Trains Magazine, March & April 1969. A concise and well written article by Jerry Pinkepank and Paul Stephanus.
Continental Railway Journal, various issues. Contemporary reports of railway operation in Vietnam, by correspondents in Vietnam.
Or you could go online:
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Or try one by a mate of mine, who visited Vietnam earlier this year.
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Reply to
Mark Newton
But isn't that Vietnamese line metre gauge?
Reply to
Andrew Price
That would be fun, provided the trackage was all one guage.
Reply to
Phaedra Dragon
sugar cane
Sort of. A couple of mills have some steam locos but they are only used on over priced tourist trains.
return
There were problems with the loco, and the untimely death of Gary McDonald who was a major driving force behind the steam workings. R711 is still out for repairs and conversion of R766 is still not complete. But I would argue that although this was steam haulage of a regular train, it not really extensive use of steam on a railway basis. Steam was only used seasonally and only on Saturdays.
The last bastion of non-tourist steam in Australia was the Richmond Vale Railway in the Hunter Valley. Coal trains out of Stockrington Colliery were steam hauled until the mine and railway closed in October 1987. Steam was run on a shoestring budget and to questionable safety standards.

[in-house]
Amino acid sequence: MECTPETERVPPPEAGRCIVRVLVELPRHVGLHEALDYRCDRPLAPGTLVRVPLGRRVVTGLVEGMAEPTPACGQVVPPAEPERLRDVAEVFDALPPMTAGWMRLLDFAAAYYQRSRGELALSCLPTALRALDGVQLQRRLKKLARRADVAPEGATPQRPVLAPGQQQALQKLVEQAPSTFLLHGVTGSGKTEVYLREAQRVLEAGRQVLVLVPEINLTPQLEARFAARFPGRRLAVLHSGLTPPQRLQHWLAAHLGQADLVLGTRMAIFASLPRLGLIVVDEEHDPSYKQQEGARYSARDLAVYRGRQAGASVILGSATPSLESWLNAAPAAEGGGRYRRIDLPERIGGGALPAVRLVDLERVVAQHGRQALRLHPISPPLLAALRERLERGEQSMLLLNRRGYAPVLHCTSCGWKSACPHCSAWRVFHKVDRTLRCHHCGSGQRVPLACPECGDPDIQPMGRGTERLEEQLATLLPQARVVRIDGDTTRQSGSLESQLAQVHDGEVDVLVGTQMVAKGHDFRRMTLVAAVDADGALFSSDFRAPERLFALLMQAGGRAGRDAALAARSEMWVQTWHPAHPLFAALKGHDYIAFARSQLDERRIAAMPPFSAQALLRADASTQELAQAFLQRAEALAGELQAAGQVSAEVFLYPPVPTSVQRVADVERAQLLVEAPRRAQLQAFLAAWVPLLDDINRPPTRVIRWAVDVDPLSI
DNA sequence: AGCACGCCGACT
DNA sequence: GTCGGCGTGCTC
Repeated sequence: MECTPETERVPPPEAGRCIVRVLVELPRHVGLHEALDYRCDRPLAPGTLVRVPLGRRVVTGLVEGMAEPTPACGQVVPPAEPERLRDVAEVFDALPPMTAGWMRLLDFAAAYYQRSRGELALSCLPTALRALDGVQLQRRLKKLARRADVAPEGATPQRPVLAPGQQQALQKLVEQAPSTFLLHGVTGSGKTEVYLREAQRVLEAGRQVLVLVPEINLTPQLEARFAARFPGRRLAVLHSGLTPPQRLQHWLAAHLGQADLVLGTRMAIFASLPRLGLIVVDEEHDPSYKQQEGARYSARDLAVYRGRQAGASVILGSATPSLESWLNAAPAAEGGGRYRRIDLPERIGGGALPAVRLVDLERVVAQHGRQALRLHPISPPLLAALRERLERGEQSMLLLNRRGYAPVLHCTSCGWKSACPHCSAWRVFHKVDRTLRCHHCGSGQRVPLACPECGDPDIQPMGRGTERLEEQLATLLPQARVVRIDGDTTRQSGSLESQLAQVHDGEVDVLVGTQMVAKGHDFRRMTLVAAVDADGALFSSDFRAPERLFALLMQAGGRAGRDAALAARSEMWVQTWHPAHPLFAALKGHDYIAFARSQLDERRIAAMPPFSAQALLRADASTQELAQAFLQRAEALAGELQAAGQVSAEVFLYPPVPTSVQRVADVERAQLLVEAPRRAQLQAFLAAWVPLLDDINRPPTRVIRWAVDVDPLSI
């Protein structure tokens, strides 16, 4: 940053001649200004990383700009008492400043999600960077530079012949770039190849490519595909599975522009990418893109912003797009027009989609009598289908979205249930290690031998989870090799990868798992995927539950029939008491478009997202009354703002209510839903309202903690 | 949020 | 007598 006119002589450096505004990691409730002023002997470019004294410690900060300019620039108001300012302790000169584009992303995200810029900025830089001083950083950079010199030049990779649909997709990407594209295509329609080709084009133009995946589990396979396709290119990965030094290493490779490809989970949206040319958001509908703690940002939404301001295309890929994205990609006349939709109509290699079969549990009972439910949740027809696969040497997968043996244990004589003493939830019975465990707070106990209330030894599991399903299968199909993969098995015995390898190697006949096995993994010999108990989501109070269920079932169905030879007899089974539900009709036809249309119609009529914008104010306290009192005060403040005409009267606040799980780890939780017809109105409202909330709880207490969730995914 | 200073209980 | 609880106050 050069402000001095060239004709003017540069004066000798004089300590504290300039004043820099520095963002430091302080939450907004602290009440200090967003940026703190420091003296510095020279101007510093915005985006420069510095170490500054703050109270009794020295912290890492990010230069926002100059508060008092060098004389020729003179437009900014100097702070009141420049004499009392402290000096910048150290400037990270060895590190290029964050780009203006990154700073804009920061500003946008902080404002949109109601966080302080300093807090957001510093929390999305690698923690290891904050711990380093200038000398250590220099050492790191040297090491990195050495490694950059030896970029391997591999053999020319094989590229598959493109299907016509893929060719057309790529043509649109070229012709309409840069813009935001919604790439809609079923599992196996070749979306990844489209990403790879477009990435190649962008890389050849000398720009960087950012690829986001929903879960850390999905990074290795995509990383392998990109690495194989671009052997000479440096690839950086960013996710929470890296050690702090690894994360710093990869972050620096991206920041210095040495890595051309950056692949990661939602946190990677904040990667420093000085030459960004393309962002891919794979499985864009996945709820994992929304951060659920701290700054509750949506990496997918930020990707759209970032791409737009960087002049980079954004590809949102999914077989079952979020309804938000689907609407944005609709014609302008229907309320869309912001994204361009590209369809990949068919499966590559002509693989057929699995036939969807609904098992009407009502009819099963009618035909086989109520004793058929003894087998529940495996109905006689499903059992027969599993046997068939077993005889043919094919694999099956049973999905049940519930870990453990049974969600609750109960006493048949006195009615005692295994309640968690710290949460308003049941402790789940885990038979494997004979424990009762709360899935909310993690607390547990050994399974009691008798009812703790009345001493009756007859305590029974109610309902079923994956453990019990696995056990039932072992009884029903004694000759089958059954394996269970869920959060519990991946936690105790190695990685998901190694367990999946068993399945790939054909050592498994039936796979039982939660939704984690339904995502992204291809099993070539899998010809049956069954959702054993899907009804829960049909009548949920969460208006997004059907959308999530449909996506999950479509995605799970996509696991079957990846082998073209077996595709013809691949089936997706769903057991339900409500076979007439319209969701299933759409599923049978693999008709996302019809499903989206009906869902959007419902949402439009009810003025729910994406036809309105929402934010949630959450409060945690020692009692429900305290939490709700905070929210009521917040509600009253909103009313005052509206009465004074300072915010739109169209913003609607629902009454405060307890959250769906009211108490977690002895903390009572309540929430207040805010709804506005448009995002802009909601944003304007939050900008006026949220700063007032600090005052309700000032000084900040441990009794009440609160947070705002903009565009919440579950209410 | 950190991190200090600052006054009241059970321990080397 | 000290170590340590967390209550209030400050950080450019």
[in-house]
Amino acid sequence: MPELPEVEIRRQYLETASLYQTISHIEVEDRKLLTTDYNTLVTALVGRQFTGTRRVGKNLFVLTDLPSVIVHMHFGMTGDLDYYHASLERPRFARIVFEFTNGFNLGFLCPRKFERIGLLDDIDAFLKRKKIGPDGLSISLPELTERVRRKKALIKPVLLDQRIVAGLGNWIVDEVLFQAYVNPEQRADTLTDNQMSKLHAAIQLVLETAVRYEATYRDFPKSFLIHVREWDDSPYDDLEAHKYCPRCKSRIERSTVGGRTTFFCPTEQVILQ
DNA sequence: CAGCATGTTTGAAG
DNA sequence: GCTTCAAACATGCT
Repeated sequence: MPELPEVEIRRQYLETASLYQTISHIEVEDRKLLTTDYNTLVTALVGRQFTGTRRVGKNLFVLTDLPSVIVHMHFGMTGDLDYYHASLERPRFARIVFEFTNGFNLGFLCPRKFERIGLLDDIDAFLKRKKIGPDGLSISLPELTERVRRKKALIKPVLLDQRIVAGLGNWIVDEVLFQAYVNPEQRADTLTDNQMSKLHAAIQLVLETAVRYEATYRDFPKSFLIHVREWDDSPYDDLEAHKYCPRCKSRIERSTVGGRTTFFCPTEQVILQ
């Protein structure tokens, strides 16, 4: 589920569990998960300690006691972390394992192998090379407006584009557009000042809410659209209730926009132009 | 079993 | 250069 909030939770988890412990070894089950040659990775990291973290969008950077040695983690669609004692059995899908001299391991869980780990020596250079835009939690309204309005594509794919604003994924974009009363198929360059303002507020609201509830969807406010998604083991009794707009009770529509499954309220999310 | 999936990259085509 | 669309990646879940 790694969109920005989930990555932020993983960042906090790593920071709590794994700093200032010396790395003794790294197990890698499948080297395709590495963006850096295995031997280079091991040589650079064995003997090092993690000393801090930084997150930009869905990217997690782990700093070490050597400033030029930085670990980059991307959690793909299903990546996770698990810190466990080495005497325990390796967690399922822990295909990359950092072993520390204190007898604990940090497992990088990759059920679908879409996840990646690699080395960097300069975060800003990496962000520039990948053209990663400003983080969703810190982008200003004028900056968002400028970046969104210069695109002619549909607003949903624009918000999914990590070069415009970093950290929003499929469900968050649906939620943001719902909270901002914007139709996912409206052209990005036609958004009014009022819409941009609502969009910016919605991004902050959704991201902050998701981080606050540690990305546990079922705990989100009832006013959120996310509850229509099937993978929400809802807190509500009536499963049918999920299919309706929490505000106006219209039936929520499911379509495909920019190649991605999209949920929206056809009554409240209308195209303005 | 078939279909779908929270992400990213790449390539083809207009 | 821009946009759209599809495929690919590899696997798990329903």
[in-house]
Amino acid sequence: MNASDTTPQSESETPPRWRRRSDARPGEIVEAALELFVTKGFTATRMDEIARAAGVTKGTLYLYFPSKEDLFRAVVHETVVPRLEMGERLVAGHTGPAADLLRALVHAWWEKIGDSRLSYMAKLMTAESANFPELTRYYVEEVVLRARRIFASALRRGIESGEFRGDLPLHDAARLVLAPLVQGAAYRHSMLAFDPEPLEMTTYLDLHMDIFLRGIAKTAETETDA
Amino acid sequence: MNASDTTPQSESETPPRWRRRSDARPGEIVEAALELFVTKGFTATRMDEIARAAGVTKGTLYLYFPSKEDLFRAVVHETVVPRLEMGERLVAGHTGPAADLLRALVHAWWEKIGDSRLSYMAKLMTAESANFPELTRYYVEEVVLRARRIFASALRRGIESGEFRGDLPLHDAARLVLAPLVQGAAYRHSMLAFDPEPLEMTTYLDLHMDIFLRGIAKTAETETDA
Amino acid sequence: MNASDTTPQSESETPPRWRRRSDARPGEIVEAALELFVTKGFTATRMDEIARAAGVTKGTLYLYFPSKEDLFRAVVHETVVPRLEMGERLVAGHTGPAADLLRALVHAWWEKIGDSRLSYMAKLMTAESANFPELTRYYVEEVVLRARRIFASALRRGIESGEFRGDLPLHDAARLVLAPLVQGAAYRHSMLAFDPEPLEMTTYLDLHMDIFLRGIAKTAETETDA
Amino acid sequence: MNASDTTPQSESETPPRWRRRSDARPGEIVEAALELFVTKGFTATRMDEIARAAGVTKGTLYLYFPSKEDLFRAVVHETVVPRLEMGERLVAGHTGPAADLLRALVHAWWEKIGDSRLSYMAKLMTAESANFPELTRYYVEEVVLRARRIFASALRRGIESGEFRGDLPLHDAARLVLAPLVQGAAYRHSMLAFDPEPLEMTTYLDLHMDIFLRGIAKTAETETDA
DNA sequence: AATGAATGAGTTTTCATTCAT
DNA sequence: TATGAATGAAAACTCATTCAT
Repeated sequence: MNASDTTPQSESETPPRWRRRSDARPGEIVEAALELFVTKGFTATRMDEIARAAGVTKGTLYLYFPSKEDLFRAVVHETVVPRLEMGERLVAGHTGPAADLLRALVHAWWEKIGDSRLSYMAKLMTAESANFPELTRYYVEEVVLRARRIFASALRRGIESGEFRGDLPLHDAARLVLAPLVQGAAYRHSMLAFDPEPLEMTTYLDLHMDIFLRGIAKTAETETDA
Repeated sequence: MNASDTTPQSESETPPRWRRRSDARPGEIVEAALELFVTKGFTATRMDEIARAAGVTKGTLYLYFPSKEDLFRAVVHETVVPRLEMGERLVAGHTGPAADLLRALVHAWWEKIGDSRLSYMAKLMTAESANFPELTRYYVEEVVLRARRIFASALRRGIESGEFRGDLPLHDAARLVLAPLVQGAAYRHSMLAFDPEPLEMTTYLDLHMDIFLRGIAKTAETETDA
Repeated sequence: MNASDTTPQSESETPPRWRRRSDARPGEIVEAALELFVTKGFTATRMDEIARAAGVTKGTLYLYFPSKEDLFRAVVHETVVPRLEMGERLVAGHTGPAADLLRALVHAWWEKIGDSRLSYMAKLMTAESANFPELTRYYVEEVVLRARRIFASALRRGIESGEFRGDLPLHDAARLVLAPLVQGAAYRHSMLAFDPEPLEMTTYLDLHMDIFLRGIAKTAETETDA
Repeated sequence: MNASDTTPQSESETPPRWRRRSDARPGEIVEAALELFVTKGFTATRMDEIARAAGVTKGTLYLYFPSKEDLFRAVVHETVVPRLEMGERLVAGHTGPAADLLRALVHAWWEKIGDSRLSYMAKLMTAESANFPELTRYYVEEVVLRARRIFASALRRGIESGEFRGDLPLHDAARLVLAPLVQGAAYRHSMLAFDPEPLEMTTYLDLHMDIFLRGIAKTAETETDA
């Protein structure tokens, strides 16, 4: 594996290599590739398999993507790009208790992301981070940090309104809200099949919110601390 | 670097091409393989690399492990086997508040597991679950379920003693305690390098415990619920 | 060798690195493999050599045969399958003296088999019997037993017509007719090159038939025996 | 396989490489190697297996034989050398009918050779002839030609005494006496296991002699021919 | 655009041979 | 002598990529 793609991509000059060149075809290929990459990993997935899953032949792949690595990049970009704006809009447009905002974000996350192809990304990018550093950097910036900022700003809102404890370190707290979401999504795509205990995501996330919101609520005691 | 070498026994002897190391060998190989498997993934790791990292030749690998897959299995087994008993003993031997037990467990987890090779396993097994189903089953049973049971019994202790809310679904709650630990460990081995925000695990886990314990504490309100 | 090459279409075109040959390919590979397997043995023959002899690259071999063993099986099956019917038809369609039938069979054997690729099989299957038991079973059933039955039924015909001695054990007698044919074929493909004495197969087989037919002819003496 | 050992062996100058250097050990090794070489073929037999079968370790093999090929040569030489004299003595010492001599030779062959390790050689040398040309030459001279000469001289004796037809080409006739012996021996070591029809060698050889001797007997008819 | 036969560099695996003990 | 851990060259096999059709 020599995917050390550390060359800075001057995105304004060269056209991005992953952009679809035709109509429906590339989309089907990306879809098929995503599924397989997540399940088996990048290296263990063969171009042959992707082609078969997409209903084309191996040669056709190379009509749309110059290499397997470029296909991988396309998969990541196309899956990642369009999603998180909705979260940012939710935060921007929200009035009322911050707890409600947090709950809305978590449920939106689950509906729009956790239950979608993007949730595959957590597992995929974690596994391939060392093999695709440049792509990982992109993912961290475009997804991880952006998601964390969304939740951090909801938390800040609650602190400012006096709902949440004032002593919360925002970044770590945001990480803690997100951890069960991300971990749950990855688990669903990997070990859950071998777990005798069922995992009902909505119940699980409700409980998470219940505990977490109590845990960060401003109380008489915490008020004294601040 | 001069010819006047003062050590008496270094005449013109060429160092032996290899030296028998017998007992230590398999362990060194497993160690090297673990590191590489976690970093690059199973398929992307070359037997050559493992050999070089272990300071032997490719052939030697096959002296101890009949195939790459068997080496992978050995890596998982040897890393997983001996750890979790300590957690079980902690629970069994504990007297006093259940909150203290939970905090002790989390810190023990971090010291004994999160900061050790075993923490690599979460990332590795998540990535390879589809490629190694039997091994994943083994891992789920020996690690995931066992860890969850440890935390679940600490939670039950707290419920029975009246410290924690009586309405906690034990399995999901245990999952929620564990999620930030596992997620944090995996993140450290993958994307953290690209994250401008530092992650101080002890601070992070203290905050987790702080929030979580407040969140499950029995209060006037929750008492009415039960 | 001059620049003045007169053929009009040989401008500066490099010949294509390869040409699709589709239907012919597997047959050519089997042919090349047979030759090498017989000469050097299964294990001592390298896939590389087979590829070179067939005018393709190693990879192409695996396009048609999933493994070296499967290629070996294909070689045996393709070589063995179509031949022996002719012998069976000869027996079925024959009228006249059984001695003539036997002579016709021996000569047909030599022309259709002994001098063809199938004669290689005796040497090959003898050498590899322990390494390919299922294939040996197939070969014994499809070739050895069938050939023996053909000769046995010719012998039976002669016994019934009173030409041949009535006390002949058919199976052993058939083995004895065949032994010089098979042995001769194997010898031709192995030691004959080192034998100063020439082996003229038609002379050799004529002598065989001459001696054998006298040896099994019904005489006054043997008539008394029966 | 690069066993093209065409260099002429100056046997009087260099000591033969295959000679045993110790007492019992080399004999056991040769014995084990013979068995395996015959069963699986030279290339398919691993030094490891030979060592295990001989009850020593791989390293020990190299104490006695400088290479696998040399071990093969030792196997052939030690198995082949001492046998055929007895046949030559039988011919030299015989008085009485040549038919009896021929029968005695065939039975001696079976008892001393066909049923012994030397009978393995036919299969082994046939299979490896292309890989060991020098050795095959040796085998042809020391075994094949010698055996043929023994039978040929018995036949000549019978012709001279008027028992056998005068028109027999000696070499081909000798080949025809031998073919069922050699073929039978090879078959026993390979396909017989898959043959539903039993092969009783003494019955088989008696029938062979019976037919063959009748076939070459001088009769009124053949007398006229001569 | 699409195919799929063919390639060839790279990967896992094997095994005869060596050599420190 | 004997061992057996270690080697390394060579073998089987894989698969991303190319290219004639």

Cheers David
Reply to
David Bromage
Are you able to confirm the last regular non-tourist use of steam in the UK? My understanding is it was the two shunters at Donnington power station in about 1990.
Cheers David
Reply to
David Bromage
It's easier than the other way round. All it takes is standard gauge stock built to the smaller loading gauge. Regular metre gauge stock would be too narrow to take standard gauge trucks.
Reply to
Christopher A. Lee
"John McCoy"
Why not?
They did it all the time on the CNR in Newfoundland. Standard gauge freight cars retrucked to 36" (?) narrow gauge for transit over the Newfoundland system, and that using the very much larger North American loading gauge and consequently, much heavier freight cars carrying much heavier loads. Though I'm sure there were probably some restrictions.
-- Cheers Roger T.
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of the Great Eastern Railway
Reply to
Roger T.
There's another alternative: transporter cars. The Leek and Manifold Light Railway used them to carry standard gauge freight cars. This was a British 30" gauge line, and the freight cars were the typical british 4-wheel mineral wagon - like a short gondola.
Reply to
Christopher A. Lee